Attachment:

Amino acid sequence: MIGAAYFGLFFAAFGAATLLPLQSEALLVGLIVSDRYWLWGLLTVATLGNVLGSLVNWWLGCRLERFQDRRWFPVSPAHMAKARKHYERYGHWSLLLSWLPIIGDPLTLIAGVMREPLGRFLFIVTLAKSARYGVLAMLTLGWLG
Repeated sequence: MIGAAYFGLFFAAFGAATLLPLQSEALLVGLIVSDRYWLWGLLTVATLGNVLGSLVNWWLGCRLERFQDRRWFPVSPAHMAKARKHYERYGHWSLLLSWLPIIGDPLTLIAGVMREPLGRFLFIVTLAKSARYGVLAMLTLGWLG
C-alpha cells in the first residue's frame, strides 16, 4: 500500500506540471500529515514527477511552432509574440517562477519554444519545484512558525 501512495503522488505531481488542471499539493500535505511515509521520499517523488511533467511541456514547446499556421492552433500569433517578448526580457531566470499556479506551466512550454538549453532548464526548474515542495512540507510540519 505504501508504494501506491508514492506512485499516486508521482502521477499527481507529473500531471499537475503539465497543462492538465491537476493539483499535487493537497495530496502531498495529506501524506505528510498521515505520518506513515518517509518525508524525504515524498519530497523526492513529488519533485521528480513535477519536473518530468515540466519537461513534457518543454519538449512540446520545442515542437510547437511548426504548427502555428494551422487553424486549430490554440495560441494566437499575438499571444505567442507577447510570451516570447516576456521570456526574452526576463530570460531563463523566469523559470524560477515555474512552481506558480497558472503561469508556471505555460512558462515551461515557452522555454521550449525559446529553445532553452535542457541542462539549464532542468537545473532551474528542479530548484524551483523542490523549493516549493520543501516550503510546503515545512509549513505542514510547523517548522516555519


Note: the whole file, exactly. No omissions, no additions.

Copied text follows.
Amino acid sequence: MIGAAYFGLFFAAFGAATLLPLQSEALLVGLIVSDRYWLWGLLTVATLGNVLGSLVNWWLGCRLERFQDRRWFPVSPAHMAKARKHYERYGHWSLLLSWLPIIGDPLTLIAGVMREPLGRFLFIVTLAKSARYGVLAMLTLGWLG
Repeated sequence: MIGAAYFGLFFAAFGAATLLPLQSEALLVGLIVSDRYWLWGLLTVATLGNVLGSLVNWWLGCRLERFQDRRWFPVSPAHMAKARKHYERYGHWSLLLSWLPIIGDPLTLIAGVMREPLGRFLFIVTLAKSARYGVLAMLTLGWLG
C-alpha cells in the first residue's frame, strides 16, 4: 500500500506540471500529515514527477511552432509574440517562477519554444519545484512558525 501512495503522488505531481488542471499539493500535505511515509521520499517523488511533467511541456514547446499556421492552433500569433517578448526580457531566470499556479506551466512550454538549453532548464526548474515542495512540507510540519 505504501508504494501506491508514492506512485499516486508521482502521477499527481507529473500531471499537475503539465497543462492538465491537476493539483499535487493537497495530496502531498495529506501524506505528510498521515505520518506513515518517509518525508524525504515524498519530497523526492513529488519533485521528480513535477519536473518530468515540466519537461513534457518543454519538449512540446520545442515542437510547437511548426504548427502555428494551422487553424486549430490554440495560441494566437499575438499571444505567442507577447510570451516570447516576456521570456526574452526576463530570460531563463523566469523559470524560477515555474512552481506558480497558472503561469508556471505555460512558462515551461515557452522555454521550449525559446529553445532553452535542457541542462539549464532542468537545473532551474528542479530548484524551483523542490523549493516549493520543501516550503510546503515545512509549513505542514510547523517548522516555519